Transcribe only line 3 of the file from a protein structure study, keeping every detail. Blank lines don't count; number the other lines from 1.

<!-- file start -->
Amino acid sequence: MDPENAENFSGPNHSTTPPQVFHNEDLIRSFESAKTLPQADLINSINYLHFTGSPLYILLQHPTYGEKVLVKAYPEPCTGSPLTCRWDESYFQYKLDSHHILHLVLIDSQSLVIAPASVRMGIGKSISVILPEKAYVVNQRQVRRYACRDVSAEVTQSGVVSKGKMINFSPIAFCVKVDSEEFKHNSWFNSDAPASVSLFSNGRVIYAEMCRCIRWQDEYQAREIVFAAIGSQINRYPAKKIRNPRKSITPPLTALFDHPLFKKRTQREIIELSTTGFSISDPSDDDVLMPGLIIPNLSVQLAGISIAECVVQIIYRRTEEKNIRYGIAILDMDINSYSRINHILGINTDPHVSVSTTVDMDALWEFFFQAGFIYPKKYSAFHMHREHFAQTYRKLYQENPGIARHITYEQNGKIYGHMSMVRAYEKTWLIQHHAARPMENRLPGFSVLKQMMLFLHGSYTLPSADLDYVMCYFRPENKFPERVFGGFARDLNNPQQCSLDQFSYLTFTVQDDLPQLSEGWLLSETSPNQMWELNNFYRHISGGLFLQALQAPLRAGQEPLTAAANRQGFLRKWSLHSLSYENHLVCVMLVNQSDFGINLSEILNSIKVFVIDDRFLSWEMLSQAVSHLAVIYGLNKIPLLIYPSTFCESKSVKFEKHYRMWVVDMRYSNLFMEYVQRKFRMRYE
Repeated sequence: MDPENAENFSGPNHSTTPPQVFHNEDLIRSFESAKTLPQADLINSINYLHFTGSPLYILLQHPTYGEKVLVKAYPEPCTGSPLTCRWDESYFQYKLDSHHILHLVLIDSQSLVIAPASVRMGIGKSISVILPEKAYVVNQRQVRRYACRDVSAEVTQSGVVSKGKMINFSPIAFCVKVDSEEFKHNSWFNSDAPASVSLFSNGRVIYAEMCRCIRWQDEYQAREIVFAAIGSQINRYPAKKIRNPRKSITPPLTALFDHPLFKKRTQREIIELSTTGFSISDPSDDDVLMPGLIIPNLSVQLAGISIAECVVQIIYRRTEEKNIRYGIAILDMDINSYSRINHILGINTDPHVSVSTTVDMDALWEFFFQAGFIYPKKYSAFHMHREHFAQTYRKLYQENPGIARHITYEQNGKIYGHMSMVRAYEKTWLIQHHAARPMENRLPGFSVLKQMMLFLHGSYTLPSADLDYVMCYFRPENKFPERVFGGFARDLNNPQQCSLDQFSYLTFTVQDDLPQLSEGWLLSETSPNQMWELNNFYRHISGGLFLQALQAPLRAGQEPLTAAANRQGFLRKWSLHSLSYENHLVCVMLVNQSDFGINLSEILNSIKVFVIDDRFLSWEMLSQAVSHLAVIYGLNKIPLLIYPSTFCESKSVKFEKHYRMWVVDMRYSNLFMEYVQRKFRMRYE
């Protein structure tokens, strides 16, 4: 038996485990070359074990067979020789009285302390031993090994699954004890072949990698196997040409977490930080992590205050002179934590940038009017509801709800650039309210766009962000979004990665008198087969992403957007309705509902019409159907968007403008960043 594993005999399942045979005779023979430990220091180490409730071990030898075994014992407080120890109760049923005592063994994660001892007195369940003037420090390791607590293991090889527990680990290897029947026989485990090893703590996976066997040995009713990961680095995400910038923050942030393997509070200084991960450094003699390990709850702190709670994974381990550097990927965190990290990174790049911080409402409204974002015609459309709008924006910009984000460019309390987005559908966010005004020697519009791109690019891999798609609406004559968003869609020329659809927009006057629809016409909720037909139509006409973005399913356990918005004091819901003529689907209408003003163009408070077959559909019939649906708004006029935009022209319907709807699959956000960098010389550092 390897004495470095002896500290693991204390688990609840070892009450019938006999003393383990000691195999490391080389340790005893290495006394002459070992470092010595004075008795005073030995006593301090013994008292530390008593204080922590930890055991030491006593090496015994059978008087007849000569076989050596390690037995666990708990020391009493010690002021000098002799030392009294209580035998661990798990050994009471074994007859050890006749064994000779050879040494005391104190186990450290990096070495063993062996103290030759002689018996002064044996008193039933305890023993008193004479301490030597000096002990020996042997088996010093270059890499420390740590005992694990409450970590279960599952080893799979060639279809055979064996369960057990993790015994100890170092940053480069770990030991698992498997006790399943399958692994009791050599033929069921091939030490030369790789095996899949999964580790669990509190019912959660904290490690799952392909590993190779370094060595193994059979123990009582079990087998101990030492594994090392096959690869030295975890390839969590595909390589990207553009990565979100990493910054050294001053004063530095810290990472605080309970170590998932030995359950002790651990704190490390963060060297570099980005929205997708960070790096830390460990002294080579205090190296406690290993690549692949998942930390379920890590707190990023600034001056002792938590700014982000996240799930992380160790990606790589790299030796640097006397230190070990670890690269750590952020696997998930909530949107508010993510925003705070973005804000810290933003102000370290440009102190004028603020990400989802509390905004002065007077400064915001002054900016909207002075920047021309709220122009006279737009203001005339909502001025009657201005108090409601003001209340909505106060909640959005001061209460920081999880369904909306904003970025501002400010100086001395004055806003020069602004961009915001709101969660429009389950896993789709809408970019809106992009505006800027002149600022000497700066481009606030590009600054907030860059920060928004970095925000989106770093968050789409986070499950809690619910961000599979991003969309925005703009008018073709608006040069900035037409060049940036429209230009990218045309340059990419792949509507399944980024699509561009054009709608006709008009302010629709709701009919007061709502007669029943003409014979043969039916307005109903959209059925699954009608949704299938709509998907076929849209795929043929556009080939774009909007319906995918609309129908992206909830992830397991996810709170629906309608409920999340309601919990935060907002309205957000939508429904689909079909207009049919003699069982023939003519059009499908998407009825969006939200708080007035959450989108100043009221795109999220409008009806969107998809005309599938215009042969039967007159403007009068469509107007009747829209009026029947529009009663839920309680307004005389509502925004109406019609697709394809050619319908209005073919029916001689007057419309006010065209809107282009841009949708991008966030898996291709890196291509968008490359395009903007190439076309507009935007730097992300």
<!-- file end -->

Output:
């Protein structure tokens, strides 16, 4: 038996485990070359074990067979020789009285302390031993090994699954004890072949990698196997040409977490930080992590205050002179934590940038009017509801709800650039309210766009962000979004990665008198087969992403957007309705509902019409159907968007403008960043 594993005999399942045979005779023979430990220091180490409730071990030898075994014992407080120890109760049923005592063994994660001892007195369940003037420090390791607590293991090889527990680990290897029947026989485990090893703590996976066997040995009713990961680095995400910038923050942030393997509070200084991960450094003699390990709850702190709670994974381990550097990927965190990290990174790049911080409402409204974002015609459309709008924006910009984000460019309390987005559908966010005004020697519009791109690019891999798609609406004559968003869609020329659809927009006057629809016409909720037909139509006409973005399913356990918005004091819901003529689907209408003003163009408070077959559909019939649906708004006029935009022209319907709807699959956000960098010389550092 390897004495470095002896500290693991204390688990609840070892009450019938006999003393383990000691195999490391080389340790005893290495006394002459070992470092010595004075008795005073030995006593301090013994008292530390008593204080922590930890055991030491006593090496015994059978008087007849000569076989050596390690037995666990708990020391009493010690002021000098002799030392009294209580035998661990798990050994009471074994007859050890006749064994000779050879040494005391104190186990450290990096070495063993062996103290030759002689018996002064044996008193039933305890023993008193004479301490030597000096002990020996042997088996010093270059890499420390740590005992694990409450970590279960599952080893799979060639279809055979064996369960057990993790015994100890170092940053480069770990030991698992498997006790399943399958692994009791050599033929069921091939030490030369790789095996899949999964580790669990509190019912959660904290490690799952392909590993190779370094060595193994059979123990009582079990087998101990030492594994090392096959690869030295975890390839969590595909390589990207553009990565979100990493910054050294001053004063530095810290990472605080309970170590998932030995359950002790651990704190490390963060060297570099980005929205997708960070790096830390460990002294080579205090190296406690290993690549692949998942930390379920890590707190990023600034001056002792938590700014982000996240799930992380160790990606790589790299030796640097006397230190070990670890690269750590952020696997998930909530949107508010993510925003705070973005804000810290933003102000370290440009102190004028603020990400989802509390905004002065007077400064915001002054900016909207002075920047021309709220122009006279737009203001005339909502001025009657201005108090409601003001209340909505106060909640959005001061209460920081999880369904909306904003970025501002400010100086001395004055806003020069602004961009915001709101969660429009389950896993789709809408970019809106992009505006800027002149600022000497700066481009606030590009600054907030860059920060928004970095925000989106770093968050789409986070499950809690619910961000599979991003969309925005703009008018073709608006040069900035037409060049940036429209230009990218045309340059990419792949509507399944980024699509561009054009709608006709008009302010629709709701009919007061709502007669029943003409014979043969039916307005109903959209059925699954009608949704299938709509998907076929849209795929043929556009080939774009909007319906995918609309129908992206909830992830397991996810709170629906309608409920999340309601919990935060907002309205957000939508429904689909079909207009049919003699069982023939003519059009499908998407009825969006939200708080007035959450989108100043009221795109999220409008009806969107998809005309599938215009042969039967007159403007009068469509107007009747829209009026029947529009009663839920309680307004005389509502925004109406019609697709394809050619319908209005073919029916001689007057419309006010065209809107282009841009949708991008966030898996291709890196291509968008490359395009903007190439076309507009935007730097992300």